The $1 million agricultural film recycling plant of Viscotec-U.S. Inc. in Tulare, Calif., shifted into full production earlier this month after a series of delays that pushed back its expected launch by nearly 15 months.
``We are at full speed and full capacity,'' said plant manager Ron Olivares, who has a 25-year background in plant operations and production, but not plastics. He said the plant initially would process roughly 18 million pounds annually of irrigation drip tape and drip tubes, and rain caps used to cover grapevines. The site's extruder can process 2,000 pounds per hour.
``Those are very good materials because they are fairly clean,'' with little or no contamination, said Olivares, who joined Viscotec in December. ``We are hoping to reduce the amount of plastic material farmers have to landfill at $35-$70 a ton by 50 percent. These people just want to get it out of their fields and not have to take it to landfills and pay the tipping fee.''
It is the first U.S. plant for Viscotec, a subsidiary of Chuang Tieh Plastics Machine Manufactury Co. Ltd. of Tainan, Taiwan. The company, which has made recycling machinery since 1975, has opened five other plastics recycling plants since 2004 three of them in Indonesia and two in Malaysia with a combined capacity of 100 million pounds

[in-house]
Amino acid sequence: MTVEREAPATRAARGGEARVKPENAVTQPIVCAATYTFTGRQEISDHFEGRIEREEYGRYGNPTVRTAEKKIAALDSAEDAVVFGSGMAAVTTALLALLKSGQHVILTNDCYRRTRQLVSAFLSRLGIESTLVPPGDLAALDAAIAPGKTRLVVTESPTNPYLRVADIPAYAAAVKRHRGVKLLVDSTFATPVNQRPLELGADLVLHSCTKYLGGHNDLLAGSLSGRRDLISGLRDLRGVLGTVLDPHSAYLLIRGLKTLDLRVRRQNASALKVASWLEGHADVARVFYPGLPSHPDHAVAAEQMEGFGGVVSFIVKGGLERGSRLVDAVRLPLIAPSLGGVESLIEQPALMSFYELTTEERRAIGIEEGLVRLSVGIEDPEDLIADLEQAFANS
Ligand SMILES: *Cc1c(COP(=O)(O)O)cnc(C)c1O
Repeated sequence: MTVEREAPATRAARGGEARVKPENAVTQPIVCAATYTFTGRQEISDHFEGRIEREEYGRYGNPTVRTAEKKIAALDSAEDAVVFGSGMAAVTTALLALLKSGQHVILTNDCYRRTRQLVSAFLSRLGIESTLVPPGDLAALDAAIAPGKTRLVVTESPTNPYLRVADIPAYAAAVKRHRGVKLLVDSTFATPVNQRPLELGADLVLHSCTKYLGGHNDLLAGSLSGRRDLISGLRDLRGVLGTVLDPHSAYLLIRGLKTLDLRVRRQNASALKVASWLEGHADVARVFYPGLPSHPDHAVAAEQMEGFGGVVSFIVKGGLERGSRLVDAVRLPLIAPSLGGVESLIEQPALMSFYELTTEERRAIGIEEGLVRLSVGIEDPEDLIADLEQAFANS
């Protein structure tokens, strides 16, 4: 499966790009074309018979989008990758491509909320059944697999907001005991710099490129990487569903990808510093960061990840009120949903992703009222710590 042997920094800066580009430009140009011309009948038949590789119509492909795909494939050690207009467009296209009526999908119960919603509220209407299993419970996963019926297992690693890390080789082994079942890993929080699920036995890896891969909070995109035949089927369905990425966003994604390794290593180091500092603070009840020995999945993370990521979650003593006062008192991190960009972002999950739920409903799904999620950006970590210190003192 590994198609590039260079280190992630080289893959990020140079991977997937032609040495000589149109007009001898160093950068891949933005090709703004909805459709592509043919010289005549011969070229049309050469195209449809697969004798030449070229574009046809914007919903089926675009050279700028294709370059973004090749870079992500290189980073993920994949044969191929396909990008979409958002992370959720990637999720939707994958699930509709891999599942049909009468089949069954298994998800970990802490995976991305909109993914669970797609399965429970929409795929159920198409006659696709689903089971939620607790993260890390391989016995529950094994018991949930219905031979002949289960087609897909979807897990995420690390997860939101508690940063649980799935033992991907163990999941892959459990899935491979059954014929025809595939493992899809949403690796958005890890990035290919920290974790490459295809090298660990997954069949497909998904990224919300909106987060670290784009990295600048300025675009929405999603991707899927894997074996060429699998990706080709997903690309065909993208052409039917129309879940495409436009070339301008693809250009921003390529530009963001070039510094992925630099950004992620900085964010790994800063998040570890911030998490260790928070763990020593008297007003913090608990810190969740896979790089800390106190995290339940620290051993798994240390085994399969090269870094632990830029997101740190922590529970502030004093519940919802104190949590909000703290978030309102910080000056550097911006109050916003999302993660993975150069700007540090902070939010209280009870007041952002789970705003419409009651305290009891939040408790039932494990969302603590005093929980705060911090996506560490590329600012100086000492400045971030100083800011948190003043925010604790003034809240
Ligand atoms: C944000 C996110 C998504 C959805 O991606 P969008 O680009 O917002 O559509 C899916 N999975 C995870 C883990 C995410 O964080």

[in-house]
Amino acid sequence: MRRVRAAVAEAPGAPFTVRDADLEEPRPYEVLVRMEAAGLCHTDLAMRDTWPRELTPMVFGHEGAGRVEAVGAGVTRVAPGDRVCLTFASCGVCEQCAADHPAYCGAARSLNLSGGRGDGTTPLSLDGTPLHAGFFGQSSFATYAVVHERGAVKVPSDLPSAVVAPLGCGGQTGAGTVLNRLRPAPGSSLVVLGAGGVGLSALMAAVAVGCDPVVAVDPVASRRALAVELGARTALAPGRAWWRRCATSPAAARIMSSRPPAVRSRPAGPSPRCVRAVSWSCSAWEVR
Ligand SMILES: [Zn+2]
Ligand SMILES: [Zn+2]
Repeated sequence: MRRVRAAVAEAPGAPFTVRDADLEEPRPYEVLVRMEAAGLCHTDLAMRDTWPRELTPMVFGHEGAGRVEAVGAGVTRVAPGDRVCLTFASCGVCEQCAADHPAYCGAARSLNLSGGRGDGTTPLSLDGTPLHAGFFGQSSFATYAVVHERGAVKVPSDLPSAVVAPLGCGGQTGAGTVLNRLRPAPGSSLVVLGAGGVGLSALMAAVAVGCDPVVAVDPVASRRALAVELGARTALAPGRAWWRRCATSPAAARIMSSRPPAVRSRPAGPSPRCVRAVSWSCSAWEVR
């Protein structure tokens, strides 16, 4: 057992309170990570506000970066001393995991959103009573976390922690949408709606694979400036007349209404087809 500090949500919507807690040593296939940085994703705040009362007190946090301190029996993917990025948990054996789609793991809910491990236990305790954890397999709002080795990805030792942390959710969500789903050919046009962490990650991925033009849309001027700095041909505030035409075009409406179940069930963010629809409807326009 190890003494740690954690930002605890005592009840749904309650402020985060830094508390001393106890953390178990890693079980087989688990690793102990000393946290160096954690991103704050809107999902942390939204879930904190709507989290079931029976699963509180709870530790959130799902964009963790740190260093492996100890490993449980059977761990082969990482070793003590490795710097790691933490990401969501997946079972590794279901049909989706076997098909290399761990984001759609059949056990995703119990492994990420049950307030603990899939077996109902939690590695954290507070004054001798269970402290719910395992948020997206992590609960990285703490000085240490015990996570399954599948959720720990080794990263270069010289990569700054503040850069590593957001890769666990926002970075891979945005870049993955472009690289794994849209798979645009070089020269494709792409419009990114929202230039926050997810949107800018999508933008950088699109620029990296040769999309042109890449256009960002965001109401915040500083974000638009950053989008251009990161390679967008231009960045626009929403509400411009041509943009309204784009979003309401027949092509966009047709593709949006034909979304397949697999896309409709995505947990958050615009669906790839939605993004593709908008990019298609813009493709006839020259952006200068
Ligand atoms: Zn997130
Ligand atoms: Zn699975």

The 80,000-square-foot leased plant initially will employ 30-50, hiring another 10-15 people when it adds a second and third line, both expected to be operating in about six months, Olivares said. The plant will grind, wash and repelletize the material.
``The second and third lines will be larger in terms of size and capacity. There is more than enough material, more than we can process,'' Olivares said. ``We could build a second plant and not have enough capacity to process it all. We are ultimately looking to expand both in California and other states.''
There are roughly 400 dairy farms in the Tulare area. Viscotec also is getting drip tape and tubes from Nevada, Olivares said.
He said the plant will operate around the clock, with workers on four-day, 12-hour shifts followed by four consecutive days off.
Initially, the pellets made in Tulare will be shipped to Taiwan, according to Gary Schulz, Viscotec's senior market strategist. They will be used to make garbage bags, deck lumber and speed bumps.
Olivares said the first pellet shipments will not be made until June.